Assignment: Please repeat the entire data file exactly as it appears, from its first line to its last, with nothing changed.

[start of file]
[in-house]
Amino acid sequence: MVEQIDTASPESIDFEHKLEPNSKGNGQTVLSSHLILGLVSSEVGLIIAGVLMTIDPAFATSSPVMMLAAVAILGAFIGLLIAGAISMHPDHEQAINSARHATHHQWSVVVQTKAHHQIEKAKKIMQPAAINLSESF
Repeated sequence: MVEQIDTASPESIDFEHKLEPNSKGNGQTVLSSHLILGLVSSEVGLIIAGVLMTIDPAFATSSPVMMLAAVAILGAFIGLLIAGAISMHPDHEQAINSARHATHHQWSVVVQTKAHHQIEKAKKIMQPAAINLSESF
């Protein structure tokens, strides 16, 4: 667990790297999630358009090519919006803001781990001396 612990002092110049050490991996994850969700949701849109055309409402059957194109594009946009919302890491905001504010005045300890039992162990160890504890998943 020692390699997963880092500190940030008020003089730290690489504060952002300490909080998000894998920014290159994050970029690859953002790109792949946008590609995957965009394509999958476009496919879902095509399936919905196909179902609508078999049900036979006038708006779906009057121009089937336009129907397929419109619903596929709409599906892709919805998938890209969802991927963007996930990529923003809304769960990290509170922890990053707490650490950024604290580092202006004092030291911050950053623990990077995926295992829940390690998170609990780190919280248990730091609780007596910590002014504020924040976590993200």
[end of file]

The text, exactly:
[in-house]
Amino acid sequence: MVEQIDTASPESIDFEHKLEPNSKGNGQTVLSSHLILGLVSSEVGLIIAGVLMTIDPAFATSSPVMMLAAVAILGAFIGLLIAGAISMHPDHEQAINSARHATHHQWSVVVQTKAHHQIEKAKKIMQPAAINLSESF
Repeated sequence: MVEQIDTASPESIDFEHKLEPNSKGNGQTVLSSHLILGLVSSEVGLIIAGVLMTIDPAFATSSPVMMLAAVAILGAFIGLLIAGAISMHPDHEQAINSARHATHHQWSVVVQTKAHHQIEKAKKIMQPAAINLSESF
């Protein structure tokens, strides 16, 4: 667990790297999630358009090519919006803001781990001396 612990002092110049050490991996994850969700949701849109055309409402059957194109594009946009919302890491905001504010005045300890039992162990160890504890998943 020692390699997963880092500190940030008020003089730290690489504060952002300490909080998000894998920014290159994050970029690859953002790109792949946008590609995957965009394509999958476009496919879902095509399936919905196909179902609508078999049900036979006038708006779906009057121009089937336009129907397929419109619903596929709409599906892709919805998938890209969802991927963007996930990529923003809304769960990290509170922890990053707490650490950024604290580092202006004092030291911050950053623990990077995926295992829940390690998170609990780190919280248990730091609780007596910590002014504020924040976590993200």